Author Topic: Life Options  (Read 1664 times)

FIRE Saver

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Life Options
« on: July 30, 2018, 06:02:43 AM »

Just looking for some opinions, but also hoping that writing this out will help to clear up my thinking.

I'm mid-thirties and married with two kids (enough!), but living in Ireland. Our tax laws aren't favourable to relying on stock market returns. 33% capital gains tax when selling/harvesting and approx. 50% income tax on dividends (depending on a few variables). At my age, I can only put 20% of earned income (investment/passive income not counted) in a retirement, tax sheltered account. Even that is somewhat risky, as our government has/is applying levies to private retirement accounts when money runs short. This is likely to be a recurring theme, as we have a massive pensions time bomb on the horizon and private pension funds are a soft target. The joys of democracy, where everyone thinks only in election cycles.

As a result, I've favoured property investment, and use a few strategies to help minimise tax. My take on property is that:

1)   Over the longer term, and in strong locations, it generally keeps pace with inflation. I bought in close to market bottom following one of the worst recessions in modern history, so that will help.

2)   The rental returns are growing much faster than inflation, however I'm ignoring that, as it isn't sustainable without wage growth.

After accounting for all expenses, sinking fund (for once off large repairs) and having most properties independently managed, my net property income is $35,000/year. I could push this up to $41k by taking on more of the management myself (which I enjoy).

There is another investment property that will add approx. $12,000/year in 15 years, when the mortgage is paid off. I'm currently ignoring it, as it is self-funding. My income figures are before tax. I very conservatively need $35k to cover my half of the expenses, including a large sum for child care. My wife covers the other half. There would be some shortfall due to taxes on my income. A sizeable chunk of my expenses is spent servicing my half of our home mortgage ($75k)

My wife has a good job, has her own small business and some investment properties (hers bring in $18k net, however I'm only looking at my position). She loves her job and intends only on reducing her hours rather than retiring (still has some property loans). She hopes to move to a 3 day week next year. Despite my best efforts, she hasn't fully bought into the FIRE concept (although is sensible). She likes her work, which I think has a big bearing on motivation. Based on my calculations, she will be very close to FIRE at age 47, without any major change.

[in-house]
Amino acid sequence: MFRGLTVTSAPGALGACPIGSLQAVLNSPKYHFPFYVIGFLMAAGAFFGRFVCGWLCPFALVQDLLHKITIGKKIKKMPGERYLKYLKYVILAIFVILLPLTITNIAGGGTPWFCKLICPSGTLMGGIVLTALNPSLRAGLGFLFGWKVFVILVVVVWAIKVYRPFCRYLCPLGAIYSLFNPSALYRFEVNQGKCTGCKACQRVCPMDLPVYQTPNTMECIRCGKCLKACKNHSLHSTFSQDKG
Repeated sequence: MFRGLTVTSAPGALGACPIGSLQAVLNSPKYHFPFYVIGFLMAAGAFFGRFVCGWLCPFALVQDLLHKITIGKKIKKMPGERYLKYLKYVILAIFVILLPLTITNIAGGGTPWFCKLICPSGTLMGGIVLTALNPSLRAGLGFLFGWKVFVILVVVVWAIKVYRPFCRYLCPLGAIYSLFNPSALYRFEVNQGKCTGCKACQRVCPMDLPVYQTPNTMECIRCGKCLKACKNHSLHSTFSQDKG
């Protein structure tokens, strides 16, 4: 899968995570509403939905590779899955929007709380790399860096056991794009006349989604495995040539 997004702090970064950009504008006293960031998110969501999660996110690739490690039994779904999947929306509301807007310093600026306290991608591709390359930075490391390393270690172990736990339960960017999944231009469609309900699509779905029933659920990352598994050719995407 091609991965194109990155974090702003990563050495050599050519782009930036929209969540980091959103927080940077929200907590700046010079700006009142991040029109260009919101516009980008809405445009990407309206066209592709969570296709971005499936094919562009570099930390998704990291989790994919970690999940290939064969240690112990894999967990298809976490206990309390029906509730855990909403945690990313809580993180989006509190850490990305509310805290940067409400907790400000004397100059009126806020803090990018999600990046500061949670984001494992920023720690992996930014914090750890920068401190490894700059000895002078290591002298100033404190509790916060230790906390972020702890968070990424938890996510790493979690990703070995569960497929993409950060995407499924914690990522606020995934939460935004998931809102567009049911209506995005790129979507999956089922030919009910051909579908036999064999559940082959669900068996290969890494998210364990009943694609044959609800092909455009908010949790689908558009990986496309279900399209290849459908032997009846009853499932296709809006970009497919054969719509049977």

I really don't want to continue working at what I do. The industry in which I work has changed massively since I started, to the point where I am living in fear of the next e-mail or project. I could write a book about all that is wrong and one line about what is good about it. My options are:

1)   Stop in 12 months, knowing I may have a $7k/year shortfall ($2k/year shortfall if I take over full property management). I have lots of options for consulting at what I currently do, albeit for a lower rate per hour. As I will be consulting, I can control the types of projects/people I work with, which would have a big impact. Consult say 3 days per week and use that income to pay down all remaining loans for the next 7 - 10 years. This will have both of us working 3 days per week, so we can spend 4 days together.

2)   Work full time for another 5 years and pay down all loans/invest. That would leave me with no loans and an income well above my expenses. As my kids would still be very young and my wife would be working, I'm not sure how much extra freedom I would have. Perhaps I could look at various business opportunities that might be of interest whilst I'm waiting on my wife to join me.

I know there is no universally right answer. My main concern is the loss of identity and loss of consistently strong/regular savings if I call stop in 12 months. As my work has always been very intense, I haven't developed a wide circle of friends or hobbies.


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Re: Life Options
« Reply #1 on: July 30, 2018, 06:23:23 AM »
Work another 12 months while taking some time to cultivate outside of work friends and interests.

10 months into that, re-evaluate.


  • Magnum Stache
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Re: Life Options
« Reply #2 on: July 30, 2018, 01:54:48 PM »
Can you start consulting now and see if you like it? Then you'll have a runway in 12 months you can consult enough to make up the difference in income.


  • Pencil Stache
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Re: Life Options
« Reply #3 on: July 30, 2018, 08:29:15 PM »
The way you've presented your two options, consulting is the obvious winner given your level of misery. Give it a go for a year and if you hate it just as much, walk away. Are your kids coming up on school age? If so, maybe your expenses will decrease as you can do some consulting work while they're at school.


Wow, a phone plan for fifteen bucks!